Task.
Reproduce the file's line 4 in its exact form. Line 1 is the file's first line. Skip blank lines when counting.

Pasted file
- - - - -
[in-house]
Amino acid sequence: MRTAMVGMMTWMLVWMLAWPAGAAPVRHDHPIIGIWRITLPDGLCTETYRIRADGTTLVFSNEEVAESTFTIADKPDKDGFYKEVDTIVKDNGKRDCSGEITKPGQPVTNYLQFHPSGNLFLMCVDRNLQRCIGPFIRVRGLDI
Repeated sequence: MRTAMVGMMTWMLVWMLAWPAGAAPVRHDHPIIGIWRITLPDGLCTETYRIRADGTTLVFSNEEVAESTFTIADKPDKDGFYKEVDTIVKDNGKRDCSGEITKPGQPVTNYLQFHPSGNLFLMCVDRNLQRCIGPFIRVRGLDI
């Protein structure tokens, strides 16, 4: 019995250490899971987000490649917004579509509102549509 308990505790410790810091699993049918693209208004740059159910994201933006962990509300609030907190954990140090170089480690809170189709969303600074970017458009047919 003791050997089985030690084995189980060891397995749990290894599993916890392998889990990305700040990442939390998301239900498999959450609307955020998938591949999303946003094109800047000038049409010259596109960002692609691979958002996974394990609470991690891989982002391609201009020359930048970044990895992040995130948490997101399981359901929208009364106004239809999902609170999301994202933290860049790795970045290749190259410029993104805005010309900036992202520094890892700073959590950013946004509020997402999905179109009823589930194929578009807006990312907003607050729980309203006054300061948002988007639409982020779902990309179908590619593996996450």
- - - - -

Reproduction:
């Protein structure tokens, strides 16, 4: 019995250490899971987000490649917004579509509102549509 308990505790410790810091699993049918693209208004740059159910994201933006962990509300609030907190954990140090170089480690809170189709969303600074970017458009047919 003791050997089985030690084995189980060891397995749990290894599993916890392998889990990305700040990442939390998301239900498999959450609307955020998938591949999303946003094109800047000038049409010259596109960002692609691979958002996974394990609470991690891989982002391609201009020359930048970044990895992040995130948490997101399981359901929208009364106004239809999902609170999301994202933290860049790795970045290749190259410029993104805005010309900036992202520094890892700073959590950013946004509020997402999905179109009823589930194929578009807006990312907003607050729980309203006054300061948002988007639409982020779902990309179908590619593996996450």